BioWorld International Correspondent

LONDON - A newly identified type of variation in the human genome has huge implications for understanding the genetic causes of disease.

It turns out that the number of copies of large chunks of the genome can vary between individuals - not just the single base changes known as single nucleotide polymorphisms (SNPs).

A new study, published Nov. 23, 2006, in Nature, has provided a map of that copy number variation (CNV). Commenting on that work in a News & Views article in the same issue, Kevin Shianna and Huntington Willard of the Institute for Genome Sciences and Policy at Duke University in Durham, NC, wrote: "The data suggest that the greatest source of genetic diversity in our species lies not in millions of SNPs, but rather in larger segments of the genome whose presence or absence calls into question what exactly is a normal' human genome."

The amount of CNV regions identified by the study indicates, Shianna and Willard noted, that there is between five- and 10-fold more variation between any two randomly chosen genomes than suggested previously by studying SNPs alone.

Carried out by an international consortium of researchers, the Copy Number Variation Project aimed to map the gains and losses of large chunks of DNA sequence consisting of between 10,000 and 5 million letters. The group used DNA from 270 individuals from four populations: 30 parent-offspring trios of the Yoruba from Nigeria, 30 parent-offspring trios of European descent from Utah, 45 unrelated Japanese from Tokyo, and 45 unrelated Han Chinese from Beijing. (Those samples are known as the HapMap collection.)

The researchers defined CNV as a DNA segment that is 1 kilobase or larger and present at variable copy number in comparison with a reference genome.

Their paper is titled "Global variation in copy number in the human genome."

Using microarray-based genome-scanning techniques capable of finding changes at least 1,000 bases long, they found an average of 70 CNVs, averaging 250,000 nucleotides in size, in each DNA sample. In all, the group identified 1,447 different CNVs that collectively covered about 12 percent of the human genome, and 6 percent to 19 percent of any given chromosome, making the phenomenon far more widespread than anyone previously had thought.

Matthew Hurles, one of the project's leaders at the Wellcome Trust Sanger Institute, in Hinxton, UK, said: "One of the real surprises of those results was just how much of our DNA varies in copy number. The copy number variation that researchers had seen before was simply the tip of the iceberg, while the bulk lay submerged, undetected. We now appreciate the immense contribution of this phenomenon to genetic differences between individuals."

But what will the discovery mean for medical research and the search for genetic causes of disease?

Charles Lee, one of the project leaders from Brigham and Women's Hospital and Harvard Medical School, both in Boston, said: "Many examples of diseases resulting from changes in copy number are emerging. A recent review lists 17 conditions of the nervous system alone, including Parkinson's disease and Alzheimer's disease, that can result from such copy number changes."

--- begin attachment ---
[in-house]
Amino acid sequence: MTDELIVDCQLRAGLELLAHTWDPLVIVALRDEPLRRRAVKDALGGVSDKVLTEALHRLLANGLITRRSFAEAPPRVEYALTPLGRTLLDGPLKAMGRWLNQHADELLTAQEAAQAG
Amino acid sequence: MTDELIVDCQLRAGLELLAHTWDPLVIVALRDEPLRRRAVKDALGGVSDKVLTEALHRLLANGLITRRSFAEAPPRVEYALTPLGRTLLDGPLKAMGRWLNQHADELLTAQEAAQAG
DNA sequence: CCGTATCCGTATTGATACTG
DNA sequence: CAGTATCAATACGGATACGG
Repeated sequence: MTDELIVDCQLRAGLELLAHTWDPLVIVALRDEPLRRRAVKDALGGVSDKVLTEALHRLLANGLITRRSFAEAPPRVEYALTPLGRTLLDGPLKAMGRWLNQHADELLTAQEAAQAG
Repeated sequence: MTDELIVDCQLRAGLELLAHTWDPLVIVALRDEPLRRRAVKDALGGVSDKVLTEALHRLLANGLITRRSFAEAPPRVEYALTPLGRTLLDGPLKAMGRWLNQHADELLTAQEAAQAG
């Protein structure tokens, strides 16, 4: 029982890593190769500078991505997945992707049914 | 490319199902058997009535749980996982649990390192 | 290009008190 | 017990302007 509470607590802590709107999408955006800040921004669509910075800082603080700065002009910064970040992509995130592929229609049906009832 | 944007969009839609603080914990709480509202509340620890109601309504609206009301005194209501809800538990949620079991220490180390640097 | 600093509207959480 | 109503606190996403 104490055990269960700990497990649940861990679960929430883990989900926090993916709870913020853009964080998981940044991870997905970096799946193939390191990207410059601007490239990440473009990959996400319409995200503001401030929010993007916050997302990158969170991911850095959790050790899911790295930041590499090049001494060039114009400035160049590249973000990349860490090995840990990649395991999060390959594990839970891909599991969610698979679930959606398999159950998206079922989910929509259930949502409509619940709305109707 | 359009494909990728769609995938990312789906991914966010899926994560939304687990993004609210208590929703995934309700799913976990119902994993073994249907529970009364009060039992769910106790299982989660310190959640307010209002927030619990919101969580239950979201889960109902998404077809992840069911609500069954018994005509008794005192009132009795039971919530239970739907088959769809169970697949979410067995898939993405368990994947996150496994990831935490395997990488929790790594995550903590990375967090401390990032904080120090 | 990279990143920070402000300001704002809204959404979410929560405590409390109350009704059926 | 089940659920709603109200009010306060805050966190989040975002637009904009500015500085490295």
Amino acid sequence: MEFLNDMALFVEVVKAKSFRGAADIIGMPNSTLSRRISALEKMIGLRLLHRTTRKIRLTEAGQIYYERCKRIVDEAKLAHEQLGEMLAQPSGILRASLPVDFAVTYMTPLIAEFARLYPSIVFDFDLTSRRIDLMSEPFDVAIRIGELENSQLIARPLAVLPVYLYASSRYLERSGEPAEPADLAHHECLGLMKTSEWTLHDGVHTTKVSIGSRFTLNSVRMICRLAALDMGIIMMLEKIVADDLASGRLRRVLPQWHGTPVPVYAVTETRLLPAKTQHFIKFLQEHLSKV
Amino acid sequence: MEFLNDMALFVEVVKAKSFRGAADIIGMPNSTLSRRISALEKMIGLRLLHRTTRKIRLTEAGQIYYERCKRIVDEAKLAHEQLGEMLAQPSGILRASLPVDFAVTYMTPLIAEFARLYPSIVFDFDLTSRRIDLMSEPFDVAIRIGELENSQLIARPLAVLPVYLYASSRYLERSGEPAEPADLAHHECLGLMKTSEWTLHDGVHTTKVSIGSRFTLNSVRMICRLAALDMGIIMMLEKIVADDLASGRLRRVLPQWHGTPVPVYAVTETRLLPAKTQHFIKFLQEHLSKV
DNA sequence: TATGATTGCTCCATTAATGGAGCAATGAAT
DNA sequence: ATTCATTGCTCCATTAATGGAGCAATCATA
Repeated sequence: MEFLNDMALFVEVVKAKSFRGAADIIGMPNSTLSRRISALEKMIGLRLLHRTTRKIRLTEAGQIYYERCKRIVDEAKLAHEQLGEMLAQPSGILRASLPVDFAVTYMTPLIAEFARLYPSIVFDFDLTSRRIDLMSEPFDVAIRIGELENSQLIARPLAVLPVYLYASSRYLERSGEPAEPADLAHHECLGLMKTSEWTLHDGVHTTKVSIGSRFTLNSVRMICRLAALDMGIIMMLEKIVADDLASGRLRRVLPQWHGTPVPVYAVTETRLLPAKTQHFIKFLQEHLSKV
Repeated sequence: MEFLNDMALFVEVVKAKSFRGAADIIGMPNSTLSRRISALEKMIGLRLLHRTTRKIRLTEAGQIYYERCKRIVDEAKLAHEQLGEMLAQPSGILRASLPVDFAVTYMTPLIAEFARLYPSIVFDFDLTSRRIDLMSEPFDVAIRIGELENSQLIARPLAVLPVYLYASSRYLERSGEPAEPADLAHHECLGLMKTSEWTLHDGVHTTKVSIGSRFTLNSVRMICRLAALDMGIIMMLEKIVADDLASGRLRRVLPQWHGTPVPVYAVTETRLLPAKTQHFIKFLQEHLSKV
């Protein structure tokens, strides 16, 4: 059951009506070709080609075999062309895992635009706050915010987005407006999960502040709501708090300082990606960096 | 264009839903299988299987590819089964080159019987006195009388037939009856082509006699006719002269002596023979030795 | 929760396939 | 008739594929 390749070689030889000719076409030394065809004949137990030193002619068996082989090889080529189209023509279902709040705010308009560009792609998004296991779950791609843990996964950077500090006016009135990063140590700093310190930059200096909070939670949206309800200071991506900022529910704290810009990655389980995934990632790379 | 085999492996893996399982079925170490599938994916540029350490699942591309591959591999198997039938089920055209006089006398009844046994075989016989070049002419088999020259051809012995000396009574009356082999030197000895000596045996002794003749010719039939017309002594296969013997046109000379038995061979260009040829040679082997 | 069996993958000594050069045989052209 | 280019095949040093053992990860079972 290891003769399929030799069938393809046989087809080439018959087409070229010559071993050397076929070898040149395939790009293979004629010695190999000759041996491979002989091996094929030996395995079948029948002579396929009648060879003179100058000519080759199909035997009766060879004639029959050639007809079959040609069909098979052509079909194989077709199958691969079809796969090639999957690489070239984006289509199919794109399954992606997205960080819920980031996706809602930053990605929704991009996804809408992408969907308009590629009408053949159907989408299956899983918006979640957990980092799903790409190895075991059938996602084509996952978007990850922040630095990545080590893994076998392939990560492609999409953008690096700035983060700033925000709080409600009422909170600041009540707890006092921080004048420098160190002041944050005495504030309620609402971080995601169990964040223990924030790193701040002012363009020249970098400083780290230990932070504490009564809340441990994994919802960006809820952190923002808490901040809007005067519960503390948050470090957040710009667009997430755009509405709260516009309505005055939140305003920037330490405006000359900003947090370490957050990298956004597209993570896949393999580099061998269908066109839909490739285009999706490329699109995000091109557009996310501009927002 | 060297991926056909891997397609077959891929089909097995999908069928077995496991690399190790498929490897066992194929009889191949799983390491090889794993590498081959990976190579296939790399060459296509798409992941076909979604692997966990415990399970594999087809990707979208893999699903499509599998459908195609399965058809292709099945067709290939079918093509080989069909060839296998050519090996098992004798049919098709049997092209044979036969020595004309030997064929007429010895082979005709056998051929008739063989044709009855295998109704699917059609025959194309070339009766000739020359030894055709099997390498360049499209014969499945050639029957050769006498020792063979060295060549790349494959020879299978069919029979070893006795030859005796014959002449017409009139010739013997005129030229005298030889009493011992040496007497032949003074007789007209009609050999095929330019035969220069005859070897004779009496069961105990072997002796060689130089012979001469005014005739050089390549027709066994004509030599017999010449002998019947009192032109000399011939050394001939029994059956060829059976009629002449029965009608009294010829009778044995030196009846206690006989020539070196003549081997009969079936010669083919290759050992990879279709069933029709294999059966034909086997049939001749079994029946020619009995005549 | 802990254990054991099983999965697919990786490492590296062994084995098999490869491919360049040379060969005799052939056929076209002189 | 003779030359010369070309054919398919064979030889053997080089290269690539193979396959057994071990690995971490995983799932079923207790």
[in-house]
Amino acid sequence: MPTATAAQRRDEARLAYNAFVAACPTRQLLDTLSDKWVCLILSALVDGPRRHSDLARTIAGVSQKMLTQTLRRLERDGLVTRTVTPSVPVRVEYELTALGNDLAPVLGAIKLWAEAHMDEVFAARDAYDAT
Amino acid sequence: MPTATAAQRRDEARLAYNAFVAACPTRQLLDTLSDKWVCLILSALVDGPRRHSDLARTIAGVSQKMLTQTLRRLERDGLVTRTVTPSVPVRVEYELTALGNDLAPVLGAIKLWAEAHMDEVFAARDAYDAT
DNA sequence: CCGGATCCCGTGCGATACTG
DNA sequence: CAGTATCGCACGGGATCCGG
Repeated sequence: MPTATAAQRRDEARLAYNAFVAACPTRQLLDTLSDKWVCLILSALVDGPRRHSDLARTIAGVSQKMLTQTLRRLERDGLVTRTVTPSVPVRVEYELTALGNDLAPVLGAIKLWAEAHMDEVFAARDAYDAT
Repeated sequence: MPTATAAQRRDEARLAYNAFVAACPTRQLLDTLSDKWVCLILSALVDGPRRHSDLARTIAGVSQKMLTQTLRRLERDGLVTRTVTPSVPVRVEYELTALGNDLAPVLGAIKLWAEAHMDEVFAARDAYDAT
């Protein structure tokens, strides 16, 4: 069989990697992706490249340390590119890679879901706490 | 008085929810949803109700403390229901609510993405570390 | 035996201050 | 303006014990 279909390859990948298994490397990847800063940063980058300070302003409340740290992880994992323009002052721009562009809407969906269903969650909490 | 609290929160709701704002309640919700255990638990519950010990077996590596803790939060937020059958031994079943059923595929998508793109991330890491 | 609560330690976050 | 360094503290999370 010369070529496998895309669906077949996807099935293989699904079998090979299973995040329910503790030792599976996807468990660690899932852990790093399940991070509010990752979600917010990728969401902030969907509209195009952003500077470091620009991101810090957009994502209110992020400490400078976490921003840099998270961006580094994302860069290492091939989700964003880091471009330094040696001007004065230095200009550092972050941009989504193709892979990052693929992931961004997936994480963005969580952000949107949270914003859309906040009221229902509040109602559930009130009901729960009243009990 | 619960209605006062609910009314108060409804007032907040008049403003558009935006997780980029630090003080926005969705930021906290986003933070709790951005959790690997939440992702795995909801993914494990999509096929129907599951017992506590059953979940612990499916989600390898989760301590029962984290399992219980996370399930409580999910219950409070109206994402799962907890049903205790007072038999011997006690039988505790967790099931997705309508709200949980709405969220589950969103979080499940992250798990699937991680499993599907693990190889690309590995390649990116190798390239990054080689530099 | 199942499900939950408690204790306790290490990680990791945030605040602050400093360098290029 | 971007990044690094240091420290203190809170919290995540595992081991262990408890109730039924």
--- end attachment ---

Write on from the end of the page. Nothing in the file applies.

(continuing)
CNVs, researchers believe, could influence the amount of messenger RNA produced by the affected gene, and thus the amount of protein it produces, providing a mechanism by which the phenomenon could influence susceptibility to various diseases.

Studies already have shown that the number of copies of a gene can vary and can be linked to the presence or absence of disease. Aside from the well-known case of rearrangements of the globin genes leading to alpha-thalassaemia, more recent studies have identified many other examples.

Last year, for instance, Sunil Ahuja from the University of Texas Health Center in San Antonio reported that HIV-positive people had fewer copies of a gene called CCL3L1 than HIV-negative subjects from the same geographical area. Each additional copy of the CCL3L1 gene reduced the risk of HIV infection by 5 percent to 10 percent, and slowed disease progress following infection.

The Wellcome Trust Sanger Institute and its partners already have developed a database of CNVs associated with clinical conditions. The database, called DECIPHER, allows researchers around the world to submit clinical information of patients with CNV details, using the Internet. That patient information is then mapped onto the human genome.

A paper accompanying the Nature paper, published online by Nature Genetics, described how members of that same consortium compared the two genome maps produced by Celera Genomics Inc., of Rockville, Md., and the public Human Genome Project. Its title is "Genome assembly comparison identified structural variants in the human genome."

The study found thousands of differences. Commenting on that paper, Stephen Scherer, a geneticist at the Hospital for Sick Children and the University of Toronto, said, "Other people have [compared the two human genome sequences], but they found so many differences that they mostly attributed the results to error."

Personalized genome sequencing, for individualized diagnosis, treatment and prevention and disease, is not far off, he observed. "This paper helps us think about how complex it will be," he concluded.

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